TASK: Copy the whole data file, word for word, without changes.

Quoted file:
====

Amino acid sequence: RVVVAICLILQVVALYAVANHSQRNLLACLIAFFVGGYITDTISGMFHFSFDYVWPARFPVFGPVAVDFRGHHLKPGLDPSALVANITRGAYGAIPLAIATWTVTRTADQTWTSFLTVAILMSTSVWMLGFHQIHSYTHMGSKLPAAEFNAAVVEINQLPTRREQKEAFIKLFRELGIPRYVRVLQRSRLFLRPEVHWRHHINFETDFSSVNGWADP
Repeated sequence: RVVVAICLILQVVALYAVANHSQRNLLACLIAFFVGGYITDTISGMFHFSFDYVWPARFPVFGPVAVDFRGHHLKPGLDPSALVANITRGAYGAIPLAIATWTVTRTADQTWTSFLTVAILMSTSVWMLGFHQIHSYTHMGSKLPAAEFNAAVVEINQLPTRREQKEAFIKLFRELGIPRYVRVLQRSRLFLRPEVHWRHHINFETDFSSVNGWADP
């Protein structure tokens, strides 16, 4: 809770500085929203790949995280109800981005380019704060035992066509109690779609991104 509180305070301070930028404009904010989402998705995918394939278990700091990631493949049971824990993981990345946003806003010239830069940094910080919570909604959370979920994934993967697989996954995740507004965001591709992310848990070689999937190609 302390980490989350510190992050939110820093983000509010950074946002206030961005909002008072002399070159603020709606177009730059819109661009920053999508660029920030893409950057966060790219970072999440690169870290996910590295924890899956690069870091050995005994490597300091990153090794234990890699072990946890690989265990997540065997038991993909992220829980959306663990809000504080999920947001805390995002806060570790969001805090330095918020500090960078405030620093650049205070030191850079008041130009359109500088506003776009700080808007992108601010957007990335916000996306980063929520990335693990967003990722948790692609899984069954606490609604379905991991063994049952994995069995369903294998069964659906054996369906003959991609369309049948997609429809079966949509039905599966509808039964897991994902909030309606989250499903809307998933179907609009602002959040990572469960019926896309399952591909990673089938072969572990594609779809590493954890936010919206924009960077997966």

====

Amino acid sequence: RVVVAICLILQVVALYAVANHSQRNLLACLIAFFVGGYITDTISGMFHFSFDYVWPARFPVFGPVAVDFRGHHLKPGLDPSALVANITRGAYGAIPLAIATWTVTRTADQTWTSFLTVAILMSTSVWMLGFHQIHSYTHMGSKLPAAEFNAAVVEINQLPTRREQKEAFIKLFRELGIPRYVRVLQRSRLFLRPEVHWRHHINFETDFSSVNGWADP
Repeated sequence: RVVVAICLILQVVALYAVANHSQRNLLACLIAFFVGGYITDTISGMFHFSFDYVWPARFPVFGPVAVDFRGHHLKPGLDPSALVANITRGAYGAIPLAIATWTVTRTADQTWTSFLTVAILMSTSVWMLGFHQIHSYTHMGSKLPAAEFNAAVVEINQLPTRREQKEAFIKLFRELGIPRYVRVLQRSRLFLRPEVHWRHHINFETDFSSVNGWADP
């Protein structure tokens, strides 16, 4: 809770500085929203790949995280109800981005380019704060035992066509109690779609991104 509180305070301070930028404009904010989402998705995918394939278990700091990631493949049971824990993981990345946003806003010239830069940094910080919570909604959370979920994934993967697989996954995740507004965001591709992310848990070689999937190609 302390980490989350510190992050939110820093983000509010950074946002206030961005909002008072002399070159603020709606177009730059819109661009920053999508660029920030893409950057966060790219970072999440690169870290996910590295924890899956690069870091050995005994490597300091990153090794234990890699072990946890690989265990997540065997038991993909992220829980959306663990809000504080999920947001805390995002806060570790969001805090330095918020500090960078405030620093650049205070030191850079008041130009359109500088506003776009700080808007992108601010957007990335916000996306980063929520990335693990967003990722948790692609899984069954606490609604379905991991063994049952994995069995369903294998069964659906054996369906003959991609369309049948997609429809079966949509039905599966509808039964897991994902909030309606989250499903809307998933179907609009602002959040990572469960019926896309399952591909990673089938072969572990594609779809590493954890936010919206924009960077997966």